Hyperglycemia common in T1DM patients with COVID-19
(HealthDay)—Presentation patterns are similar in patients with type 1 diabetes admitted with confirmed or suspected COVID-19, according to a study published online June 5 in Diabetes Care.
Osagie A. Ebekozien, M.D., M.P.H., from the T1D Exchange in Boston, and colleagues assessed patient characteristics and adverse outcomes among patients with type 1 diabetes with confirmed COVID-19. Analysis included 33 COVID-19-positive and 31 suspected COVID-19 patients.
In the confirmed COVID-19 group, 63.6 percent of patients were female and 36.4 percent were non-Hispanic white (mean age, 24.8 years) versus 58.1 percent female and 61.3 percent non-Hispanic white (mean age, 16.8 years) in the suspected group. Median hemoglobin A1c for confirmed COVID-19 patients was 8.5 percent, compared with 8.0 percent in the suspected group. The most common presenting symptom were similar: high blood glucose (48.5 percent in confirmed versus 53.3 percent in suspected cases), elevated temperature (45.5 versus 36.7 percent), dry cough (39.4 versus 36.7 percent), excess fatigue (33.3 versus 23.3 percent), vomiting (33.3 versus 16.7 percent), shortness of breath (30.3 versus 23.3 percent), nausea (27.3 versus 33.3 percent), and body/headaches (21.2 versus 33.3 percent). The most common comorbidity among patients was obesity (39.4 percent in confirmed versus 40 percent in suspected cases), followed by hypertension or cardiovascular disease (12.1 versus 16.7 percent). The most common adverse outcome in COVID-19-positive patients was diabetic ketoacidosis (45.5 percent in confirmed versus 13.3 percent in suspected cases).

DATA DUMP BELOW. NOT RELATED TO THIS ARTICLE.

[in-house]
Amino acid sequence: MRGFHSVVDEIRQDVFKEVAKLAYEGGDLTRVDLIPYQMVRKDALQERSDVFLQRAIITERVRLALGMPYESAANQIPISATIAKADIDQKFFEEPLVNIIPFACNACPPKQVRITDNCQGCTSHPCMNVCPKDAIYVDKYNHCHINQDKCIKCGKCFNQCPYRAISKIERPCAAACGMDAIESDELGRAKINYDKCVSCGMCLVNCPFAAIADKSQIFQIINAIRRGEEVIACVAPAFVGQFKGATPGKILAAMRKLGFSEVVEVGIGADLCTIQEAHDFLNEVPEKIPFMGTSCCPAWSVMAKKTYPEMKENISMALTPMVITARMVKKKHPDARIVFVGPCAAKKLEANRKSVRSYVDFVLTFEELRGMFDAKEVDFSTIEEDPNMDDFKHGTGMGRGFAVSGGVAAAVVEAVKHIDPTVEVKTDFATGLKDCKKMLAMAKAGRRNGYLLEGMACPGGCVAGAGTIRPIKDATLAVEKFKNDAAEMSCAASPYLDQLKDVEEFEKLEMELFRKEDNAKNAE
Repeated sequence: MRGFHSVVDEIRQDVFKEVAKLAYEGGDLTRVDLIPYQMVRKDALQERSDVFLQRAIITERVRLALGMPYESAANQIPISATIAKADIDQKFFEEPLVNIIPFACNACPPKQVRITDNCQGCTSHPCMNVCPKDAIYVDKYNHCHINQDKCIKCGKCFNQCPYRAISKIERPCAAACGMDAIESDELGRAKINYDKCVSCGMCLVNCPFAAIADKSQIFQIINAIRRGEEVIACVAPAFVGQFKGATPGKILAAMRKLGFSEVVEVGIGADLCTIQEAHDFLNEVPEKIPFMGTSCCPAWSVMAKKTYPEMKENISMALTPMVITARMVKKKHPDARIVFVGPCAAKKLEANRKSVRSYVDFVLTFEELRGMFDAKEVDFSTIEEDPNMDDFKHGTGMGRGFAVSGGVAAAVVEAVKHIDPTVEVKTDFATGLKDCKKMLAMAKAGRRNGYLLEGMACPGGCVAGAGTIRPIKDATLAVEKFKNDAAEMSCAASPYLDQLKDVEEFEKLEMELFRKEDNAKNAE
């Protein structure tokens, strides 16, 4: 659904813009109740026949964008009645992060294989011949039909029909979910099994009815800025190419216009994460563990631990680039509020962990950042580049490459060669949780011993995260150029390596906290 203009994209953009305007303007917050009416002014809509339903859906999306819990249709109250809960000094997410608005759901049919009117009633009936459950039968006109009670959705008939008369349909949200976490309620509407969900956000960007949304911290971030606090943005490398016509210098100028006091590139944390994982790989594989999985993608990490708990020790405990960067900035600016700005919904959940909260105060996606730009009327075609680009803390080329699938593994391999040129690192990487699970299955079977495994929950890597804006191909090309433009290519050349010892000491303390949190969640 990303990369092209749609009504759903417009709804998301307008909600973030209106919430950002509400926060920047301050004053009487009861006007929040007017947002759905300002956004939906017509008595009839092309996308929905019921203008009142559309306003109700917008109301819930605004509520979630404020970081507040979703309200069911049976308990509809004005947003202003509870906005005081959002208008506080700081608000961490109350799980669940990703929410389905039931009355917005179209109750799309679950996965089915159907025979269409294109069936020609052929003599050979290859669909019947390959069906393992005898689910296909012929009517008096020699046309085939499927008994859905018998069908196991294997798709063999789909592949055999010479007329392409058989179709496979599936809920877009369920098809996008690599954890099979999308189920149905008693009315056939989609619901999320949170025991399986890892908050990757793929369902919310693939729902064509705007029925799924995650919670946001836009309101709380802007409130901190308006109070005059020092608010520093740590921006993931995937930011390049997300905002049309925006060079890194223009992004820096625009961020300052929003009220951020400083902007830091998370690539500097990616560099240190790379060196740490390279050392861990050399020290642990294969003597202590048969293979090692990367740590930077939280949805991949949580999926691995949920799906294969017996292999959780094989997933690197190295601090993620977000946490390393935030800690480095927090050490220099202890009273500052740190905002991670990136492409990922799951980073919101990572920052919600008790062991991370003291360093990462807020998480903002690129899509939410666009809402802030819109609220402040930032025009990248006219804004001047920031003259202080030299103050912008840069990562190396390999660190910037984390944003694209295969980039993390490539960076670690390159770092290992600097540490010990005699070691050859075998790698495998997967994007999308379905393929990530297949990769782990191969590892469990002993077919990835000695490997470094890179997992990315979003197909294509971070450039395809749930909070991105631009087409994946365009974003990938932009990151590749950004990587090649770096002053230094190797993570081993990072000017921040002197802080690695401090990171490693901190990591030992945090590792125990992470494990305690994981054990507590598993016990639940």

"To our knowledge, this is the first U.S.-based multicenter study that addresses these questions in a population with type 1 diabetes," the authors write.
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